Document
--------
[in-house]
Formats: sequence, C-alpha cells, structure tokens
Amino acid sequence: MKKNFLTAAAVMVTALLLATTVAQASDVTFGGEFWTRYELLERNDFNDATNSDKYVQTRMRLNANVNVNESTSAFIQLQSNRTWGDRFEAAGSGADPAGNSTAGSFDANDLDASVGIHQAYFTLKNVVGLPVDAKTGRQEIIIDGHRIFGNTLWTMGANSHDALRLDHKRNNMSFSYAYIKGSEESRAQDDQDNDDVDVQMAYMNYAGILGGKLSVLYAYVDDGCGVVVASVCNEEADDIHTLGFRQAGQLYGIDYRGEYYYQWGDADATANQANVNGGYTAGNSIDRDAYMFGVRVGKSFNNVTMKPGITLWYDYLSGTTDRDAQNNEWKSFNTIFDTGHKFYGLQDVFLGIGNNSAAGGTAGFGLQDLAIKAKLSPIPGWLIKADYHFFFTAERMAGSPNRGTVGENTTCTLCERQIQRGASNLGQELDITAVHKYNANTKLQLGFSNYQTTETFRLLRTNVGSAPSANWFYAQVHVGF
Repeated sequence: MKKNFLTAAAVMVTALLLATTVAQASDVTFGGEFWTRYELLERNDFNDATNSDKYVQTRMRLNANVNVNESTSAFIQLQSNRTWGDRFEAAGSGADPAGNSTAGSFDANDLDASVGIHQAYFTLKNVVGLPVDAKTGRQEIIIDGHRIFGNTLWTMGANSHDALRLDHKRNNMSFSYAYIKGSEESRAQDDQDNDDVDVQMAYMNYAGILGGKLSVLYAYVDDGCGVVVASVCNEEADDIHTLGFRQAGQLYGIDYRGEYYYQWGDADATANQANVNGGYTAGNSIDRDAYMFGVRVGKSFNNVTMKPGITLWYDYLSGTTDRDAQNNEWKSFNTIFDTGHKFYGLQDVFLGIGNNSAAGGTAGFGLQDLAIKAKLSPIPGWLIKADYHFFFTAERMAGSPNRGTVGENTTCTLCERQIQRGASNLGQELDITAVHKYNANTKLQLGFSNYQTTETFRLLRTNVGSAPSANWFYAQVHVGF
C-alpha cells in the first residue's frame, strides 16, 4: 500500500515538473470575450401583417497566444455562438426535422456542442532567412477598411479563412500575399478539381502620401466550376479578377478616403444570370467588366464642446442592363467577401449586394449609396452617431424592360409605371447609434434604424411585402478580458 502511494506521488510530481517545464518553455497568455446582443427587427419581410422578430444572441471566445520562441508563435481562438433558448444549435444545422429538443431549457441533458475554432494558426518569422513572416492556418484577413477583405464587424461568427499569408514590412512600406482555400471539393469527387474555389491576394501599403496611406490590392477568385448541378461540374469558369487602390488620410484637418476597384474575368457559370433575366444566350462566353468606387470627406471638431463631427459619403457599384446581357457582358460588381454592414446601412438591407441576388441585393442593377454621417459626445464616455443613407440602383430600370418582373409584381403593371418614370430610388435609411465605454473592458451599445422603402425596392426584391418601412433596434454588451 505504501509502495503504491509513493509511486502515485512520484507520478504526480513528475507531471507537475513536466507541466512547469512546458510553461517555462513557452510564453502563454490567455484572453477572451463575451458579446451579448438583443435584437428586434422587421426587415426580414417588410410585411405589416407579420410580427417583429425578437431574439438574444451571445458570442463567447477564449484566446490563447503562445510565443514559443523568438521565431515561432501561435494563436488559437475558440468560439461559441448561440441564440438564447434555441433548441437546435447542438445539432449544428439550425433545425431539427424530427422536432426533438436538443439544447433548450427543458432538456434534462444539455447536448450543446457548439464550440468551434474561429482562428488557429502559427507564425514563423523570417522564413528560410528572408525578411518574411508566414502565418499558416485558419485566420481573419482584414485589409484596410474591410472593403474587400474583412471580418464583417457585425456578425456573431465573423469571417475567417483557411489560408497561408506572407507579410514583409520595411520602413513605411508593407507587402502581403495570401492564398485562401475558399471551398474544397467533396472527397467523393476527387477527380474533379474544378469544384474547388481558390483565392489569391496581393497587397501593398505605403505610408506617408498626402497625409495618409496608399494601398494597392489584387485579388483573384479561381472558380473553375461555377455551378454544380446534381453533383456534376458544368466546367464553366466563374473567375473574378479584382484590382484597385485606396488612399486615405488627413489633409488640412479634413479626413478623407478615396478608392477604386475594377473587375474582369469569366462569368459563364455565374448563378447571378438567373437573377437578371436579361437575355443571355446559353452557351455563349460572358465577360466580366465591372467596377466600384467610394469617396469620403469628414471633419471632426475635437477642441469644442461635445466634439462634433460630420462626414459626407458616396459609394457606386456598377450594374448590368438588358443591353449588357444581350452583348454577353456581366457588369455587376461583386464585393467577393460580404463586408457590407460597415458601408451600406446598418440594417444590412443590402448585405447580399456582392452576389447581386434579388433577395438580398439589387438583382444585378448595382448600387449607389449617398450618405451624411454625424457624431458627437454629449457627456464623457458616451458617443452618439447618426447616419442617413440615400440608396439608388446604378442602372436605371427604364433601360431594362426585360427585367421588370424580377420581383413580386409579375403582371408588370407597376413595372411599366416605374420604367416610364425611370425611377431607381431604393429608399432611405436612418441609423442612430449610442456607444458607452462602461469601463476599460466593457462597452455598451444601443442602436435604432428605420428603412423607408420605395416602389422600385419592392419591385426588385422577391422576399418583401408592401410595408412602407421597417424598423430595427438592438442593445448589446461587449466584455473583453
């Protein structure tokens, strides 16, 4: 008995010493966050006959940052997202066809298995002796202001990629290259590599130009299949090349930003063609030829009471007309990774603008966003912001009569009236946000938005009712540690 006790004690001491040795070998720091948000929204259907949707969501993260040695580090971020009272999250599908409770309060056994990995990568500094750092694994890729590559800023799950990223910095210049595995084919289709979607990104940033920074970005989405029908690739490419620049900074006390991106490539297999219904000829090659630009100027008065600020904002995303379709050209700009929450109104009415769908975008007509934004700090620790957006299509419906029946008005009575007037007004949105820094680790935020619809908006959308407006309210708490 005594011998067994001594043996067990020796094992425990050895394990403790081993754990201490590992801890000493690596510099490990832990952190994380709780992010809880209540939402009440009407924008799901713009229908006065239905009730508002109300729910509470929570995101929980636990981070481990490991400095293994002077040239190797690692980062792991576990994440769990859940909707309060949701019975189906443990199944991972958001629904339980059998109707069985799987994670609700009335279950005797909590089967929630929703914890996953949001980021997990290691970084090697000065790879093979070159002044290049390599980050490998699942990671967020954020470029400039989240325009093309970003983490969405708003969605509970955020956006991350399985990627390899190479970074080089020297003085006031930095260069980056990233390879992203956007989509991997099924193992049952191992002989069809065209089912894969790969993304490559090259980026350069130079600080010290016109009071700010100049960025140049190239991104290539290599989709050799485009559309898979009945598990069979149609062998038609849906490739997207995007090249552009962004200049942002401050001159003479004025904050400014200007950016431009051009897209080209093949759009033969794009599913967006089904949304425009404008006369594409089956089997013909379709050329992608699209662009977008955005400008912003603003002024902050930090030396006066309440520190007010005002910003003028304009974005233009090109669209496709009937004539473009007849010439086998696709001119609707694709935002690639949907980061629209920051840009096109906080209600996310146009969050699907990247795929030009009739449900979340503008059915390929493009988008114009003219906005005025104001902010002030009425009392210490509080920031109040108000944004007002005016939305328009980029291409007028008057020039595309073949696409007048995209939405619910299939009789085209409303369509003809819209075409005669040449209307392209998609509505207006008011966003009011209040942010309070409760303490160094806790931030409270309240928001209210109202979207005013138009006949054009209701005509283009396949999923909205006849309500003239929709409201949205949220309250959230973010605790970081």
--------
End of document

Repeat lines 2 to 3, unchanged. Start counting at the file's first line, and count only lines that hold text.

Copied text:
Formats: sequence, C-alpha cells, structure tokens
Amino acid sequence: MKKNFLTAAAVMVTALLLATTVAQASDVTFGGEFWTRYELLERNDFNDATNSDKYVQTRMRLNANVNVNESTSAFIQLQSNRTWGDRFEAAGSGADPAGNSTAGSFDANDLDASVGIHQAYFTLKNVVGLPVDAKTGRQEIIIDGHRIFGNTLWTMGANSHDALRLDHKRNNMSFSYAYIKGSEESRAQDDQDNDDVDVQMAYMNYAGILGGKLSVLYAYVDDGCGVVVASVCNEEADDIHTLGFRQAGQLYGIDYRGEYYYQWGDADATANQANVNGGYTAGNSIDRDAYMFGVRVGKSFNNVTMKPGITLWYDYLSGTTDRDAQNNEWKSFNTIFDTGHKFYGLQDVFLGIGNNSAAGGTAGFGLQDLAIKAKLSPIPGWLIKADYHFFFTAERMAGSPNRGTVGENTTCTLCERQIQRGASNLGQELDITAVHKYNANTKLQLGFSNYQTTETFRLLRTNVGSAPSANWFYAQVHVGF